13 November 2015 11:26:43 IST

Now, an app to keep diabetes in check

HealthPlix aims to provide personalised patient information available to docs

The doctor of the future will give no medicine but will interest his patients in the care of the human frame, in diet and in the cause and prevention of disease, said Thomas Edison.

Raghuraj Sunder Raju

While Edison may have his detractors, Raghuraj Sunder Raju, founder of a Bengaluru-based venture, believes strongly in this adage. And it was further this belief that he began his healthcare start-up, HealthPlix, which, according to the founder, aims at making life ‘sweeter’ for patients with diabetes all over the world. “We are focused on helping patients avoid complications such as nephropathy, neuropathy, retinopathy, stroke, and heart ailments, among others, that arise out of mismanagement of diabetes,” says Raju, who has worked with tech giants like Huawei, Nokia and Honeywell, before starting a venture of his own.

To understand the magnitude of diabetes affliction, one just needs to take a look at the statistics. Globally, India is ranked second in the world in diabetes prevalence, with 65 million people afflicted with this disease. Consider urban India — one in five people are diabetic. And this number is only set to grow; globally too, the situation is no different. If reports are to be believed, the number of diabetics will increase to 592 million, by 2035.

An answer to all questions

After his MBA from National University of Singapore (NUS) Business School, Raju came back to India and joined Huawei as a strategic business development role. So, what prompted him to start this venture? “It was an outcome of my own personal frustration, when I found it difficult to manage a chronic problem proactively,” he explains.

When the app was developed, it was with an aim to disseminate information on what diabetics should do, what they should eat and about the kinds of lifestyle choices that are available for them. “People need constant reminders of what and how they can eat. While doctors can do that role too, a visit to a general physician will show you how tied up they are, with the long queues and rushed consultations,” says Raju. And almost all patients, during their check-up, ask pretty much the same questions.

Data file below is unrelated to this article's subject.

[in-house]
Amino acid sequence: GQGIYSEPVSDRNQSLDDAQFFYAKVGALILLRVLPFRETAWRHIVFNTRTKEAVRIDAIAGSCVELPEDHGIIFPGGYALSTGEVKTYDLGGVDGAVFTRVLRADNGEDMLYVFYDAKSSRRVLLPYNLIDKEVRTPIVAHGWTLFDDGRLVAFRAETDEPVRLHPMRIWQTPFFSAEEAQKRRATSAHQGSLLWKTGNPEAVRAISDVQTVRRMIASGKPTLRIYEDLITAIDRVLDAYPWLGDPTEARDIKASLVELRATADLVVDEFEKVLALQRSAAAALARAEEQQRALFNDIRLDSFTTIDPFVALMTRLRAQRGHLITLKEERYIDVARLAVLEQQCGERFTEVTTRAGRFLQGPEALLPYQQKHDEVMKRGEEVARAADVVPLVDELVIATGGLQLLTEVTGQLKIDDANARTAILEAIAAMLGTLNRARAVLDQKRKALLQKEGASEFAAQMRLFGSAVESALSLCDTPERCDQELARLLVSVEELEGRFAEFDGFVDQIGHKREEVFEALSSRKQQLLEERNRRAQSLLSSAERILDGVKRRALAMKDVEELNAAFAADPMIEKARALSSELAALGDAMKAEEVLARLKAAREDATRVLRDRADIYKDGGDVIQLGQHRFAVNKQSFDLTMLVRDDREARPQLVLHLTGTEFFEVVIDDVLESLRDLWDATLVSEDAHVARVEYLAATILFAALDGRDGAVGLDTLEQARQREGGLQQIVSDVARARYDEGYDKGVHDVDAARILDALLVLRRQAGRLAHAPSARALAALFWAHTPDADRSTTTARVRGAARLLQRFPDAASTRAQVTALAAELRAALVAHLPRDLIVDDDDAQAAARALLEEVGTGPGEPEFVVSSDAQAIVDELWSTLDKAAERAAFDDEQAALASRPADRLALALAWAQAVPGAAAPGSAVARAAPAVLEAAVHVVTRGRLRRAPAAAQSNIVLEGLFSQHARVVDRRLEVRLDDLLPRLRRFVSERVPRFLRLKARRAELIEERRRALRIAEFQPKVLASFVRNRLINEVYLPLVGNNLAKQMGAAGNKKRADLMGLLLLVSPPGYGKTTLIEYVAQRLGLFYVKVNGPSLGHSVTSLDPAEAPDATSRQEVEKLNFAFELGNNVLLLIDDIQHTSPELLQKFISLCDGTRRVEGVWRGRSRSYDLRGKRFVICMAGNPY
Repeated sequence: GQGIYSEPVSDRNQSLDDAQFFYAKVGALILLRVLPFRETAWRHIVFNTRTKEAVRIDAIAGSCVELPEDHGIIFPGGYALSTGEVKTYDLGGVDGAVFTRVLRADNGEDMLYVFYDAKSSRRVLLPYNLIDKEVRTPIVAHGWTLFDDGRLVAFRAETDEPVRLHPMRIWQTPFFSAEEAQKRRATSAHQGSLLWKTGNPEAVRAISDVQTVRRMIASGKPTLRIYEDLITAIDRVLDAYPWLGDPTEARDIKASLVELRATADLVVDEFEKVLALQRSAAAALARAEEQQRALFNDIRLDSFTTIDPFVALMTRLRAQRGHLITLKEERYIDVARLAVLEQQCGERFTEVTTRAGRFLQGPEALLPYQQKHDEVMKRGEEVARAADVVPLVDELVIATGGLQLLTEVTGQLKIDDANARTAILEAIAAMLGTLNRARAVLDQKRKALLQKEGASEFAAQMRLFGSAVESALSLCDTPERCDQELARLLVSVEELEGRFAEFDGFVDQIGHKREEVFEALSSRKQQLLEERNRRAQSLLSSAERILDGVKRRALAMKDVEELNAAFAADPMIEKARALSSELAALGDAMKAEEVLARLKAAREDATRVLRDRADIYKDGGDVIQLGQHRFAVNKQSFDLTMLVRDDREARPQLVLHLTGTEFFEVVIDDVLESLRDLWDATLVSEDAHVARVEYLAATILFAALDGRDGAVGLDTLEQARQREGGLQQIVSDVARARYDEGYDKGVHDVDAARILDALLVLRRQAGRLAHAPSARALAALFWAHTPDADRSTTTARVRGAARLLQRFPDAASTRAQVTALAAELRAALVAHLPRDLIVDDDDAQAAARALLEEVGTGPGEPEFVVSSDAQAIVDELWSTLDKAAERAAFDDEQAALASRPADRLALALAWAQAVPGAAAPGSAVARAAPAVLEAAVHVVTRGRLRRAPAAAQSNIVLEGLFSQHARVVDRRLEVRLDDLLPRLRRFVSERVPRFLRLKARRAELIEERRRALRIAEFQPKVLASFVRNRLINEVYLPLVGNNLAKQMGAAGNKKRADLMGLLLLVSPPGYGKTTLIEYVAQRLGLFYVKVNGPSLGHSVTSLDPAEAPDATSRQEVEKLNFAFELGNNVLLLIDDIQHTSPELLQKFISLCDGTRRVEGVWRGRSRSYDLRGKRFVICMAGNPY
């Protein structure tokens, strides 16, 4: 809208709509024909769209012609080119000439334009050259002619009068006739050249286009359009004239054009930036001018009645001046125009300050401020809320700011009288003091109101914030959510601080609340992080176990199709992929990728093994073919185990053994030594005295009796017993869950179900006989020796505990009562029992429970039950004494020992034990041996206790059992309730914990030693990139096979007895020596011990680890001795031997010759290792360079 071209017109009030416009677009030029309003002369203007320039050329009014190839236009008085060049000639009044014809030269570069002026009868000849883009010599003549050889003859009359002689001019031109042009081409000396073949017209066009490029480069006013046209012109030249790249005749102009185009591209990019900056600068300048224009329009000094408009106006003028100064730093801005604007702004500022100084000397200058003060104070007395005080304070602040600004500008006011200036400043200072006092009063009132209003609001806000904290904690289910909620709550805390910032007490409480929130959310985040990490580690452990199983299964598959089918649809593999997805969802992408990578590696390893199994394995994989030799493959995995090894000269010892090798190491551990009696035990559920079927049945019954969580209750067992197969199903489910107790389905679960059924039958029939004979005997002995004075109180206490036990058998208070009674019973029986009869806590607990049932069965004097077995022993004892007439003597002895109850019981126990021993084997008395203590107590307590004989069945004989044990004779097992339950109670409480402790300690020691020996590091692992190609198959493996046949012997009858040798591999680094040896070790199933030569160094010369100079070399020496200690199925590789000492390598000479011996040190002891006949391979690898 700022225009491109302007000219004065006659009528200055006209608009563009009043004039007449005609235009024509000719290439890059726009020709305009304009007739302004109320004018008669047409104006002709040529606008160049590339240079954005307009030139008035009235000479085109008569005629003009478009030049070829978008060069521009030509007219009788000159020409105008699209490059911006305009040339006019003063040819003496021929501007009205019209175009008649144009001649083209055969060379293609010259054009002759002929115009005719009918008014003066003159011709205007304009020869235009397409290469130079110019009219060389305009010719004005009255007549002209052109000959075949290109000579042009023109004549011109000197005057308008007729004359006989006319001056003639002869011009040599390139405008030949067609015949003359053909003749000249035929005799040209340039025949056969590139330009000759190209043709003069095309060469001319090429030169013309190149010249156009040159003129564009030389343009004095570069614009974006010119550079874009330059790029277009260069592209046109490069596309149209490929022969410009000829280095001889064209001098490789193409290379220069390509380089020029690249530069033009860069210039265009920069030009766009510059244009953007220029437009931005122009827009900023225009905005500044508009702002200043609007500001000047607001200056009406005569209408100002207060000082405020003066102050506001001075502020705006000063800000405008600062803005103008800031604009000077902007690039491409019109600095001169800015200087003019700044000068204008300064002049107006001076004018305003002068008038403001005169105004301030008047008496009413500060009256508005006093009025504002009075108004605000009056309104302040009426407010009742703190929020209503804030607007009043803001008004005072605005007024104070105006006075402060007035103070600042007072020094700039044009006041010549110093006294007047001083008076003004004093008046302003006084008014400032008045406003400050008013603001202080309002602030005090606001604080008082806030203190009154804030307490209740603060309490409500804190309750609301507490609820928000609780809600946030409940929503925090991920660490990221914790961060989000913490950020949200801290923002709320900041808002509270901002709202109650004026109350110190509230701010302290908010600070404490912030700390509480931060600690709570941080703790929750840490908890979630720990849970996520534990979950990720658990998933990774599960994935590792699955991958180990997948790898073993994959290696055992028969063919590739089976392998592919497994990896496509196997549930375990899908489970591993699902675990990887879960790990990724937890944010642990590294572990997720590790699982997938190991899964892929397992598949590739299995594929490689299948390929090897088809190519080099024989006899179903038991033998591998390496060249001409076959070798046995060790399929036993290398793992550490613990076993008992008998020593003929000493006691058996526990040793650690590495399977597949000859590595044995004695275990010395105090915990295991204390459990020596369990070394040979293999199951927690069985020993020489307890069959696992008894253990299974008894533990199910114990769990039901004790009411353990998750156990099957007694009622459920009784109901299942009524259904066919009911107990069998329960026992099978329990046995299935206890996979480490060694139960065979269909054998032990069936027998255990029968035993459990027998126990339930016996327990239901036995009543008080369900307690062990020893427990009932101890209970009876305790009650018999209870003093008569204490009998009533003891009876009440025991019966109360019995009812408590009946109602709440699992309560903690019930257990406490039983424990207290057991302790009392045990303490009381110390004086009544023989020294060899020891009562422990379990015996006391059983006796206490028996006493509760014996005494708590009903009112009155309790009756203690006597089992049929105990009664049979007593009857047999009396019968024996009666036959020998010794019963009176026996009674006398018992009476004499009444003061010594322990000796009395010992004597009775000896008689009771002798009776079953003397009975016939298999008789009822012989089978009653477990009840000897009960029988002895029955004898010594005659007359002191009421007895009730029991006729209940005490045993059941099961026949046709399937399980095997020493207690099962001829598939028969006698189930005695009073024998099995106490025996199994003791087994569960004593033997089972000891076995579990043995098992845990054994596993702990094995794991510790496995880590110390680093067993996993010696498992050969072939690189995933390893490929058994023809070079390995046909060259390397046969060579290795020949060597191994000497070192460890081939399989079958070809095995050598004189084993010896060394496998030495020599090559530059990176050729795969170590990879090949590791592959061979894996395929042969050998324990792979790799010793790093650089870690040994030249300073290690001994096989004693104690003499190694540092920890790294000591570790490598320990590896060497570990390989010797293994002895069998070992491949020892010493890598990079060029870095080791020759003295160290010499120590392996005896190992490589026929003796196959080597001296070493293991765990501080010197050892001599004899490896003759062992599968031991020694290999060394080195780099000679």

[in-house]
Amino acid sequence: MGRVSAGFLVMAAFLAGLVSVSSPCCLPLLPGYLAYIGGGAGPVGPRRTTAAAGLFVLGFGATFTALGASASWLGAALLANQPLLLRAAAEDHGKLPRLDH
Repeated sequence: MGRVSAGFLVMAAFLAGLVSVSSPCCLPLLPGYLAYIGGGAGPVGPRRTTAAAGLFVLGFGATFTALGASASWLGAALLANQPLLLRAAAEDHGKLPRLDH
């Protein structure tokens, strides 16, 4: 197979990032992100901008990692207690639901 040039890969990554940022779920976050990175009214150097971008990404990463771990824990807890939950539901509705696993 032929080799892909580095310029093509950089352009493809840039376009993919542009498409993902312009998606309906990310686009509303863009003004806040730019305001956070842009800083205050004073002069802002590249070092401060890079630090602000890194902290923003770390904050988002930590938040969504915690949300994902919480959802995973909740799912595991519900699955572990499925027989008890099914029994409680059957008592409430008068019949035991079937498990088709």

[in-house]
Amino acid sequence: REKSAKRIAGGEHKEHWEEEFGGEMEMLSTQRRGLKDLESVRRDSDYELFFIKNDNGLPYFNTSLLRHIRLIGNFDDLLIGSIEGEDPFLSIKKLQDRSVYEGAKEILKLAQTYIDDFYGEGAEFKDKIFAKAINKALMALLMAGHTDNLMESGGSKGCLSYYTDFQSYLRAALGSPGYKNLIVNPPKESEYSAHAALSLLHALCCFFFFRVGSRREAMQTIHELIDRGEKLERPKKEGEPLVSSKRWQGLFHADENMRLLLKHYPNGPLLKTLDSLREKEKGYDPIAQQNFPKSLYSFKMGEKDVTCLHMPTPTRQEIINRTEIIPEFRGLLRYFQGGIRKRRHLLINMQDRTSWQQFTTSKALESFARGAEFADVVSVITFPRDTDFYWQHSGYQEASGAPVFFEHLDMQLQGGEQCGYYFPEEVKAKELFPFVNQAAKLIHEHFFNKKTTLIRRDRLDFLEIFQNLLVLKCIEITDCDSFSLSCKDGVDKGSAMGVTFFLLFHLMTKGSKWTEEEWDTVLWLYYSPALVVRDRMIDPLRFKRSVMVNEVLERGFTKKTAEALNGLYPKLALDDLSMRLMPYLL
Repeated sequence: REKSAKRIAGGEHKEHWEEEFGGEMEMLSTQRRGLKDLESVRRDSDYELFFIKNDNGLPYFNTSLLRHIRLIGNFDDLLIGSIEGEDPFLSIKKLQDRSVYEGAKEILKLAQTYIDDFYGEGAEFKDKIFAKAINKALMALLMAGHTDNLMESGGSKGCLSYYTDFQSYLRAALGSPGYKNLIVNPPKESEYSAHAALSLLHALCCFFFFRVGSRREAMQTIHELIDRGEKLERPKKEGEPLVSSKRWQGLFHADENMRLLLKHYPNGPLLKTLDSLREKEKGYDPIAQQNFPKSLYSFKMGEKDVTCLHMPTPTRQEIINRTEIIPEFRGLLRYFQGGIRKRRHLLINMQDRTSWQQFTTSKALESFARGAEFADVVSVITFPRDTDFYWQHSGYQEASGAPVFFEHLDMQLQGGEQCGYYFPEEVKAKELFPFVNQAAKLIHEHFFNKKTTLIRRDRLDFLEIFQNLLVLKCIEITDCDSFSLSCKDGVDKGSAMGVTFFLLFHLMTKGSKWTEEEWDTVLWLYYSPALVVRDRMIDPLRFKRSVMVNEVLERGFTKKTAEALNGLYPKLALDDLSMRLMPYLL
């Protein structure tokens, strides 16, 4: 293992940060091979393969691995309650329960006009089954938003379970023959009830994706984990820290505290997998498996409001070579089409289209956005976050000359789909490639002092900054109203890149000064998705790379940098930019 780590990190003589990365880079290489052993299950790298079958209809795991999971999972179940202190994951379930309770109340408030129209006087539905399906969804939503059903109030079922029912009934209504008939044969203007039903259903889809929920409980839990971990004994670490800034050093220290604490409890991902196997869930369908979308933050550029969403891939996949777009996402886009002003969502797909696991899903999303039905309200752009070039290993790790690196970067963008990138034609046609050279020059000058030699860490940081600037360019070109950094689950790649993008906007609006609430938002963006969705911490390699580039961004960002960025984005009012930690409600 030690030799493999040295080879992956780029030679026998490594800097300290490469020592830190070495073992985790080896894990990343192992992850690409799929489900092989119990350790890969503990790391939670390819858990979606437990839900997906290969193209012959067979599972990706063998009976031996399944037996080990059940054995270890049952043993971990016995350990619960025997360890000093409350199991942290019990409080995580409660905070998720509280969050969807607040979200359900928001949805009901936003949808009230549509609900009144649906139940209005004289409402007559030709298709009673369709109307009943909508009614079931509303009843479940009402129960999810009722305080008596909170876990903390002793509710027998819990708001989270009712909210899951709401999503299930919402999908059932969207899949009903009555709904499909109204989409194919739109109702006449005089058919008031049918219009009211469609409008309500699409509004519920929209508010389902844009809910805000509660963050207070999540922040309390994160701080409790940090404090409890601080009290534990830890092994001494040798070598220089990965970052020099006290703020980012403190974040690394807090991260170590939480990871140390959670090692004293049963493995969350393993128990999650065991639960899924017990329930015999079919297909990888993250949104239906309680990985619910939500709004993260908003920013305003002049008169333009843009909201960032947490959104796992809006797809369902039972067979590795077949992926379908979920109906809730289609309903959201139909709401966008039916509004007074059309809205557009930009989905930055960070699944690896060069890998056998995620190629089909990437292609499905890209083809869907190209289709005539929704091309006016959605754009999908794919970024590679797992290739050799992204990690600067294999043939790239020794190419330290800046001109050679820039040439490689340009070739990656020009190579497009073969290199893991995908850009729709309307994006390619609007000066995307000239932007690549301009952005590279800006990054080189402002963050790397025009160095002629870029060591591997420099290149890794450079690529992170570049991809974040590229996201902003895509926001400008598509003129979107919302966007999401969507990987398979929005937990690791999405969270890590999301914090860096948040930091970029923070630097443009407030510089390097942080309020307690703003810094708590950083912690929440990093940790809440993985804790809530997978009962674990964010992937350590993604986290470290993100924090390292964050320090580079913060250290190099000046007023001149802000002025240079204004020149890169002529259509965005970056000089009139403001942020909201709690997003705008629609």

It was to achieve this goal that HealthPlix was born; a companion mobile app for patients that allows self-management of their diabetic condition proactively.

What it does

At the basic level, the app helps doctors in decision making by providing a unified view of their patients’ health status. “It is also an attempt to get adequate data points that can help make effective treatment decisions,” Raju says. Industry watchers point out that with deteriorating quality of doctors and a large patient base, a lot of doctors rely on experimenting, and data-backed decisions can help address these problems.

HealthPlix is available on Google Play store. During its beta launch, the start-up got around 30 diabetologists and endocrinologists on board to use the product. “They used it to connect with and treat their patients,” Raju shares.

It also helps monitor sugar levels, stress and blood pressure; it also gives a review of doctor’s analysis, dosage reminders, chat with a dietician and involves kin in care management. For doctors, it helps in tracking case history, patient’s compliance, proactive intervention in case of high risk detection, and personalised treatment amongst other things.


The start-up raised ₹1.6 crore in angel investment from two senior executives of global corporations and a high net-worth individual based in Bangalore.

So what makes his app different from a host of other diabetes-related apps in the market? His strength lies in being India specific. A lot of apps are focussed on Western markets. “The Indian DNA is different and so is the diet,” says Raju.

With rising incomes in India, and sedentary lifestyles that have starch and sugar-rich diets, it is no wonder diabetes is rising as an uncontrollable monster. Industry watchers say that it is not just the urban population being afflicted with this disease — people in rural areas too are succumbing to it. To make the app more accessible, Raju has plans of launching HealthPlix in local languages.